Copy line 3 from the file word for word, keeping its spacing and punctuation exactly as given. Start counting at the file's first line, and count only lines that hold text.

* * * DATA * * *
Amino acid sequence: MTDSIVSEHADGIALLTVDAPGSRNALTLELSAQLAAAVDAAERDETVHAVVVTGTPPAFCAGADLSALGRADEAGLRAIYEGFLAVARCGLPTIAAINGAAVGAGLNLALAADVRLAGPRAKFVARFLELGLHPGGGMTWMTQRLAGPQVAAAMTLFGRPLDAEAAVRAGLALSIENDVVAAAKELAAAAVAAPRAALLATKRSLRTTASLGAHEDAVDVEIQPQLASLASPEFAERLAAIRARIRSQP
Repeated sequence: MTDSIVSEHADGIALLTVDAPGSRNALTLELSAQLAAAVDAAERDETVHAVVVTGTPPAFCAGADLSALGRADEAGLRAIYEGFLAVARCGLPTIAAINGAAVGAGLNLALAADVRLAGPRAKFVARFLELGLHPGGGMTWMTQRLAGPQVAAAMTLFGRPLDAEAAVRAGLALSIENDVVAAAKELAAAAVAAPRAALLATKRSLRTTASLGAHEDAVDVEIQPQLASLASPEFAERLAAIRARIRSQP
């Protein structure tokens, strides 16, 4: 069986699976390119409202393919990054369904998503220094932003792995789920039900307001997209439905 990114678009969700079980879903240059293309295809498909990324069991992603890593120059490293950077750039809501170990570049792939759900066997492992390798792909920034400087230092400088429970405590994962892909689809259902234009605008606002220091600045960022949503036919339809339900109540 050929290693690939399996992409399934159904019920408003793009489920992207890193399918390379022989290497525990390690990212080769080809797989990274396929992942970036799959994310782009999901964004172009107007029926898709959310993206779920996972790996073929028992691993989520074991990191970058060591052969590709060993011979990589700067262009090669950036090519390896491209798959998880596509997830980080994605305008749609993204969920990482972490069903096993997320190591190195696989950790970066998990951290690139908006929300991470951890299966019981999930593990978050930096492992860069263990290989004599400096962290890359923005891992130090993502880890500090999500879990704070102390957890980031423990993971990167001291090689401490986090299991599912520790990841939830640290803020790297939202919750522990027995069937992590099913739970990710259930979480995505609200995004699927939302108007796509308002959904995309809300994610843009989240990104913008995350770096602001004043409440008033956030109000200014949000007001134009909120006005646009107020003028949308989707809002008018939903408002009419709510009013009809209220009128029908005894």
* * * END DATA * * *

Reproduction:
């Protein structure tokens, strides 16, 4: 069986699976390119409202393919990054369904998503220094932003792995789920039900307001997209439905 990114678009969700079980879903240059293309295809498909990324069991992603890593120059490293950077750039809501170990570049792939759900066997492992390798792909920034400087230092400088429970405590994962892909689809259902234009605008606002220091600045960022949503036919339809339900109540 050929290693690939399996992409399934159904019920408003793009489920992207890193399918390379022989290497525990390690990212080769080809797989990274396929992942970036799959994310782009999901964004172009107007029926898709959310993206779920996972790996073929028992691993989520074991990191970058060591052969590709060993011979990589700067262009090669950036090519390896491209798959998880596509997830980080994605305008749609993204969920990482972490069903096993997320190591190195696989950790970066998990951290690139908006929300991470951890299966019981999930593990978050930096492992860069263990290989004599400096962290890359923005891992130090993502880890500090999500879990704070102390957890980031423990993971990167001291090689401490986090299991599912520790990841939830640290803020790297939202919750522990027995069937992590099913739970990710259930979480995505609200995004699927939302108007796509308002959904995309809300994610843009989240990104913008995350770096602001004043409440008033956030109000200014949000007001134009909120006005646009107020003028949308989707809002008018939903408002009419709510009013009809209220009128029908005894």